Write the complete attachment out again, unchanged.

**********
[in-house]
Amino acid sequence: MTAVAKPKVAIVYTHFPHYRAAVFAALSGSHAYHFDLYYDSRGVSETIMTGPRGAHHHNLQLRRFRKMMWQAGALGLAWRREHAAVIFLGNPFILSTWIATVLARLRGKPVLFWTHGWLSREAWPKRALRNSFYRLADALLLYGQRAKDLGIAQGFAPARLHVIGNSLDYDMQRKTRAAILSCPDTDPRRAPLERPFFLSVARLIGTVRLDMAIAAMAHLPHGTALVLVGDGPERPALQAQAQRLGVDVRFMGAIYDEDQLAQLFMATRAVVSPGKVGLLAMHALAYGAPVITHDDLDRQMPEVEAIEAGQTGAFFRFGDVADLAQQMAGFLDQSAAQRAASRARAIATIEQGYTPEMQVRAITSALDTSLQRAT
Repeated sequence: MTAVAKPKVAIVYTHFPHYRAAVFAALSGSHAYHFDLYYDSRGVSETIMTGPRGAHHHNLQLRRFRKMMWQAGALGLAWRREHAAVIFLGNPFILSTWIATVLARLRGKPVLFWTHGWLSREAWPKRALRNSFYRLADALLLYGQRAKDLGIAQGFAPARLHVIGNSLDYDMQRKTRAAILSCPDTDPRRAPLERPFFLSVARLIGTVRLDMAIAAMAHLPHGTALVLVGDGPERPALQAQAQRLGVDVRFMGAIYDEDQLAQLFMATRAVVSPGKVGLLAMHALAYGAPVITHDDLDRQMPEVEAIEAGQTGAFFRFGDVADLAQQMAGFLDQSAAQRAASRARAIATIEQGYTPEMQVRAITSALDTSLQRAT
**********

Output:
[in-house]
Amino acid sequence: MTAVAKPKVAIVYTHFPHYRAAVFAALSGSHAYHFDLYYDSRGVSETIMTGPRGAHHHNLQLRRFRKMMWQAGALGLAWRREHAAVIFLGNPFILSTWIATVLARLRGKPVLFWTHGWLSREAWPKRALRNSFYRLADALLLYGQRAKDLGIAQGFAPARLHVIGNSLDYDMQRKTRAAILSCPDTDPRRAPLERPFFLSVARLIGTVRLDMAIAAMAHLPHGTALVLVGDGPERPALQAQAQRLGVDVRFMGAIYDEDQLAQLFMATRAVVSPGKVGLLAMHALAYGAPVITHDDLDRQMPEVEAIEAGQTGAFFRFGDVADLAQQMAGFLDQSAAQRAASRARAIATIEQGYTPEMQVRAITSALDTSLQRAT
Repeated sequence: MTAVAKPKVAIVYTHFPHYRAAVFAALSGSHAYHFDLYYDSRGVSETIMTGPRGAHHHNLQLRRFRKMMWQAGALGLAWRREHAAVIFLGNPFILSTWIATVLARLRGKPVLFWTHGWLSREAWPKRALRNSFYRLADALLLYGQRAKDLGIAQGFAPARLHVIGNSLDYDMQRKTRAAILSCPDTDPRRAPLERPFFLSVARLIGTVRLDMAIAAMAHLPHGTALVLVGDGPERPALQAQAQRLGVDVRFMGAIYDEDQLAQLFMATRAVVSPGKVGLLAMHALAYGAPVITHDDLDRQMPEVEAIEAGQTGAFFRFGDVADLAQQMAGFLDQSAAQRAASRARAIATIEQGYTPEMQVRAITSALDTSLQRAT